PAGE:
Aug 25, 2003
The following article is excerpted and translated from an article appearing in Lutte Ouvrière, (Workers' Struggle), a French Trotskyist weekly.
The figures for deaths linked to the heat wave increase daily. [In mid- August France's largest undertaker estimated 10,000 dead of heat-related illness.] After having denied for days that there was any catastrophe, the government finally declared – 10 days too late and after it began to rain – emergency measures that it should have taken at the very beginning of the heat wave.
The heat wave may have been exceptional, but how can an increase of just six or seven degrees create so many victims and become a major catastrophe? The exceptional heat simply revealed the deplorable situation that exists in hospitals and retirement homes even in ordinary times.
Hospitals, like all public services, have been working under a strain for years. Over several years now, the number of beds has been reduced and whole departments have been closed down due to a lack of personnel. Even in ordinary times, many hospital services function only by demanding many hours of overtime. How can emergency rooms deal with exceptional situations when they already have to put the sick in the hallways during ordinary times? The budgets of hospitals have been cut, making it impossible for them to deal with emergencies since they lack the resources they need every day. How many hospitals were without fans and even without ice? There was not even enough staff just to give a drink of water or to pass a damp towel over someone's face.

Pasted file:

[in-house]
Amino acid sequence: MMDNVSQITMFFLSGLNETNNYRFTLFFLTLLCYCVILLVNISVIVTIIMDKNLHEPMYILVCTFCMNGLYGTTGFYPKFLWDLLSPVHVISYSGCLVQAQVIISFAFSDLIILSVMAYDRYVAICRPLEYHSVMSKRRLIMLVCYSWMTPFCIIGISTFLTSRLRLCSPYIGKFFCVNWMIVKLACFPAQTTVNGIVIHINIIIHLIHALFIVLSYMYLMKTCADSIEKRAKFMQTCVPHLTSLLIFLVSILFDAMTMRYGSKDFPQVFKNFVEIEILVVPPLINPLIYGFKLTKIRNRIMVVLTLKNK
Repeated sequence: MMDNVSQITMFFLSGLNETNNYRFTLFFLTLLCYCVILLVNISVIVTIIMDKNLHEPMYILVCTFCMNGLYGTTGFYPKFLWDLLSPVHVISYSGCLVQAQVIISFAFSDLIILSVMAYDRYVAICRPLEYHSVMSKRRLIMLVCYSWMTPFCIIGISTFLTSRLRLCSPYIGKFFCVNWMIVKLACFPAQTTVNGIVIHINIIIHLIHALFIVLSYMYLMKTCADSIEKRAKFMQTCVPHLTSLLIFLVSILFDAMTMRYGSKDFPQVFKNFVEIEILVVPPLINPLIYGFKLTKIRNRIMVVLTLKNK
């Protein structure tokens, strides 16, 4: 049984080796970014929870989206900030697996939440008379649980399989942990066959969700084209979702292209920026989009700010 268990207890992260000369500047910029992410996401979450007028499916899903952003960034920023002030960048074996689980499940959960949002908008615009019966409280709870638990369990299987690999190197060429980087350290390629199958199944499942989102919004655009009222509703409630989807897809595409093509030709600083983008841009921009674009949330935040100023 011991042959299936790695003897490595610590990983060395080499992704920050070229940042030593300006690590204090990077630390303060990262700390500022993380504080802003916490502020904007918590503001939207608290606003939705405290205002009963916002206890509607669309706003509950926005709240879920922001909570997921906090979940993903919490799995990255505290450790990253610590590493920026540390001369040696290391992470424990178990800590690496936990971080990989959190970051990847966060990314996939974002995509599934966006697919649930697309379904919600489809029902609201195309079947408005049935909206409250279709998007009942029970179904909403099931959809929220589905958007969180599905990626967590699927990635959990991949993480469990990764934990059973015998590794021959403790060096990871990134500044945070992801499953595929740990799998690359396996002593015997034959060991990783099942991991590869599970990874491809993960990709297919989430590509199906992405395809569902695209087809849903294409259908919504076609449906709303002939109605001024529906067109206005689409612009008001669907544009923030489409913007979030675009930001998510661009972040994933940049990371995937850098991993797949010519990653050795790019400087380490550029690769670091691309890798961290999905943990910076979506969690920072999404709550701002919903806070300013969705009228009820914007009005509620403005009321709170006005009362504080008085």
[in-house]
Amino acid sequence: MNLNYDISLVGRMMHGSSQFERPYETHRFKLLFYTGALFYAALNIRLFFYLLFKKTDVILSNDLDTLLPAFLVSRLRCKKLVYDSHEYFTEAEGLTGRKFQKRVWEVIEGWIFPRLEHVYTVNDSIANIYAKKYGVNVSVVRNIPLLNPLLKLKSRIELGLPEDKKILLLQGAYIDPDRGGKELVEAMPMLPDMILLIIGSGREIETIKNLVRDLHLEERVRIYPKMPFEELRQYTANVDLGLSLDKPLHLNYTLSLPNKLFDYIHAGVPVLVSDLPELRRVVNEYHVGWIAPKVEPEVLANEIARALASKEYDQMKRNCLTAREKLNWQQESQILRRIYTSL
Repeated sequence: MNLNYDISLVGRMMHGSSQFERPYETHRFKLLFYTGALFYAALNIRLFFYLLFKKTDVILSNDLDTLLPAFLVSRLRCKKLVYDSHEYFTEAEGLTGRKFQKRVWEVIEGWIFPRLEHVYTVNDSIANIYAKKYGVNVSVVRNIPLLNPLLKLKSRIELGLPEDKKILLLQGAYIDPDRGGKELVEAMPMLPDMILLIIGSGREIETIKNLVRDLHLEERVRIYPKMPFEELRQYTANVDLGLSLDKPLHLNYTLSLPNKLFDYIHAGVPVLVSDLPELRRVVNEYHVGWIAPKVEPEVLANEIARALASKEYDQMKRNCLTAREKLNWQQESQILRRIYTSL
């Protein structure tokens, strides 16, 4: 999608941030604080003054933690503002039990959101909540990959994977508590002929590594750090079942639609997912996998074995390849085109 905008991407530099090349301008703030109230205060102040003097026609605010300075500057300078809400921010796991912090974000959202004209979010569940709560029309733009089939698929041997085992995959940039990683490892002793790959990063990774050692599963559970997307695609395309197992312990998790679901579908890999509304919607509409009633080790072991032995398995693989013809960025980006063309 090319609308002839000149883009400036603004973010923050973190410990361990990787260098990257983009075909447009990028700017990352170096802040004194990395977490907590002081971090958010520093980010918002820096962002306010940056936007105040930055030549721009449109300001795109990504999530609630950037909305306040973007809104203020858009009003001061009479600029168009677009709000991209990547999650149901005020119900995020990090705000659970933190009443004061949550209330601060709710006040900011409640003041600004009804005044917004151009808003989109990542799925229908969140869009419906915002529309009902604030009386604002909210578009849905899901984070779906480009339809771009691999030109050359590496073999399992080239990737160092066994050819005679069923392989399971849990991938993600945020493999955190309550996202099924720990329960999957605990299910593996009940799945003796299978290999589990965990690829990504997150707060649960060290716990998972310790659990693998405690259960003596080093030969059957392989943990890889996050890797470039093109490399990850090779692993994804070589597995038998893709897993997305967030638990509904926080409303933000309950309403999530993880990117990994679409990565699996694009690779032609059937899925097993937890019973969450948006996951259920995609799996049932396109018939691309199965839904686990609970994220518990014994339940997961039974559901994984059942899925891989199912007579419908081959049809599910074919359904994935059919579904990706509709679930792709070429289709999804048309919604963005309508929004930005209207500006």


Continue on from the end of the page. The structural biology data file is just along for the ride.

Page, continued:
To justify its inaction, the government dared to say that half the deaths were among the elderly who died at home. If so, it's because it has become more difficult for the elderly who live independently in their own homes to obtain home health care.
A state that functions in the service of the population should provide the means necessary to face exceptional situations. But the state does not function on behalf of the population!
The Socialist Party and the Greens today criticize the government for not preparing for such a situation. But what happened was much worse than a simple lack of foresight; what happened is the inevitable consequence of the deliberate policy of cutbacks in health care, as in all the social services, carried out by all the governments one after the other, for dozens of years. We are going backward.
It is not just the fault of various administrations. The entire capitalist system is at fault; it is incapable of satisfying the essential needs of the population, even in countries where there are more than sufficient means to do so.